What Marketing Ideas Can Small Businesses Learn From Big Brands?
When it comes to marketing I believe that small companies can and do learn valuable lessons from their muscular, deep-pocketed rivals. In a recent post I came across on Mashable, a number of executives pointed to experiential marketing, real-time marketing, brand building, storytelling and social sharing as tactics that start ups are cribbing successfully from the big guys. These are some of the ideas that the post shares:
1. Go for the experience to bring the brand to life
Major brands, in the past, have considered sponsorships and live events to be an important part of their marketing mix. The pendulum swung the other way in recent times, however, when some companies didn’t see enough perceived return for their high-dollar investments. But there’s a renaissance going on now, said Gaston Legorburu, worldwide chief creative officer for ad firm SapientNitro, because a well-executed event or stunt can make a huge impression via social media.
“It’s important for small business to realize that they can compete in experiential marketing,” Legorburu said. “It’s not just about the splash, it’s about the ripples. If you connect with consumers emotionally, give them an experience they want to talk about and share, that can have significant impact. It’s not just the event itself, it’s the amplification.”
An example, Legorburu said, would be the American Girl property, with its dolls, accessories, books and tony retail locations, and Build-a-Bear, where fans’ creativity and customization is king.
2. Use real-time marketing
Blue-chip brands have provided innovative road maps here, Legorburu said, running some of their ad campaigns like deadline-driven newsrooms. With an eye on pop culture and current events, brands like Coca-Cola, Google and Oreo have linked their own messages with the Super Bowl, the Olympics, national holidays and news of the day. Since the approach doesn’t necessarily require a ton of investment, there’s no reason the small guys can’t do it, too.
“Brands can inject themselves into the conversation without paying for media,” Legorburu said. “The idea of a big bureaucratic organization giving a creative ad team full control to release content out to the world within minutes sounds kind of crazy. But the big brands are pushing the boundaries of what we’’e thought possible. A small company doesn’t have all those layers and red tape. They can exponentially grow their exposure by taking advantage of those same techniques.”
3. Tell your own story with original, compelling content
John Jantsch, an author and consultant who’s worked with small businesses for 25 years, said he’s seeing a real commitment on their part to create their own content, just as the major brands have done for several years.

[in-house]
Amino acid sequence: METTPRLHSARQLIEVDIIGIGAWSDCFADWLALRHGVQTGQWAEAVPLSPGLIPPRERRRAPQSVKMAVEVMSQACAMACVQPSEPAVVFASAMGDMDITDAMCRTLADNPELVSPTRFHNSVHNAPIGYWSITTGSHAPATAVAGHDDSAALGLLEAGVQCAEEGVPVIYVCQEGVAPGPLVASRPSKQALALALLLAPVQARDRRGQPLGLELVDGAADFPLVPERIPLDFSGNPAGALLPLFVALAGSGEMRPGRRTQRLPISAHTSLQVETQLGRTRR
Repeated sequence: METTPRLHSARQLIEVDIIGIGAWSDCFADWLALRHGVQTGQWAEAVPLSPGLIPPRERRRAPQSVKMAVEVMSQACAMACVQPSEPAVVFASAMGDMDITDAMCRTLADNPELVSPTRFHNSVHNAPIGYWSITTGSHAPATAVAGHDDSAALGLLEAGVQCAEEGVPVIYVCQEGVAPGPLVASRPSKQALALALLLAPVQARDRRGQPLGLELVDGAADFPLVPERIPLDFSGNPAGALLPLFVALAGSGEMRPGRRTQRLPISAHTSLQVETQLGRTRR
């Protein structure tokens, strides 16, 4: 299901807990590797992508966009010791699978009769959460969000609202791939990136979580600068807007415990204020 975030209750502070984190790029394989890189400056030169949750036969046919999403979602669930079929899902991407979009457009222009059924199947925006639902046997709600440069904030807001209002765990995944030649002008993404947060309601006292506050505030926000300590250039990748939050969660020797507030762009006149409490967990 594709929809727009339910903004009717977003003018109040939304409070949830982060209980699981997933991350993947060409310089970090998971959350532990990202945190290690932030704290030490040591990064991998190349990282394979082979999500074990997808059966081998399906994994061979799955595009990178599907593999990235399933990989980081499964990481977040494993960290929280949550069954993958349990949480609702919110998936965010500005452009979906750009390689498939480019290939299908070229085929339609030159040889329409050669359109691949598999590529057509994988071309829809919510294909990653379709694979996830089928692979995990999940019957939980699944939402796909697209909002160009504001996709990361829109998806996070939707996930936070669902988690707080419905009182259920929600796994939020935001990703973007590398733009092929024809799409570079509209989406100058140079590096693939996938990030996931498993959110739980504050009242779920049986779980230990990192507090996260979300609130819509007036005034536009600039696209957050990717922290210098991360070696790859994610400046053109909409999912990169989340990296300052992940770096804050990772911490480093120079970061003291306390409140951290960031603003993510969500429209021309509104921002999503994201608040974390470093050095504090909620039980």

“They’re investing wisely and hiring professional journalists for content marketing,” Jantsch said. “And they’re also working to aggregate interesting, relevant content and use curation tools to make sense of it. They’re telling their potential customers, ‘Here’s what you need to know.’”
4. Get techy with it
Using technology to run a business and collect and analyze data costs far less now than it did even a few years ago, Jantsch said. Thanks to Google Analytics, Kissmetrics and other tools, small companies have become “much more sophisticated in their marketing automation.”
“It’s available, easier, cheaper, so we’re seeing even the smallest businesses now having access to technology that used to be in the realm of only the very large organizations,” Jantsch said.
Use it well and often, he suggests.
5. Build communities
Match Action worked on the Pepsi Throwback campaign, handling social media for the limited-time-only versions of the flagship soda and Mountain Dew that contained real sugar instead of high-fructose corn syrup. The goal was to draw in consumers who were passionate about the ‘80s, the last time the soda giant used real sugar in its drinks.
“We used movies and TV shows, Back to the Future, Baywatch, Star Wars and other icons to build a social community around the ‘80s,” Schuham said. “We’ve since seen a lot of start ups building communities around certain time periods.”
6. Build strategies
Hacking away at the idea of the week, scrapping and clawing for business, is becoming an outdated notion for mom-and-pops and startups, said Jantsch, founder of Duct Tape Marketing.
What’s replaced it? Brand building and strategic brainstorming.
“Small companies are being much more intentional about what they’re doing,” he said. “The word ‘brand’ used to be a foreign term, but it’s not anymore. That emphasis on strategy, demographic targets, differentiating themselves – that’s honed from watching the big guys.”
What do you think about these ideas? Do you think they can be effective? Are there any other ideas you know about? Let us know about all these by leaving a comment below this post.
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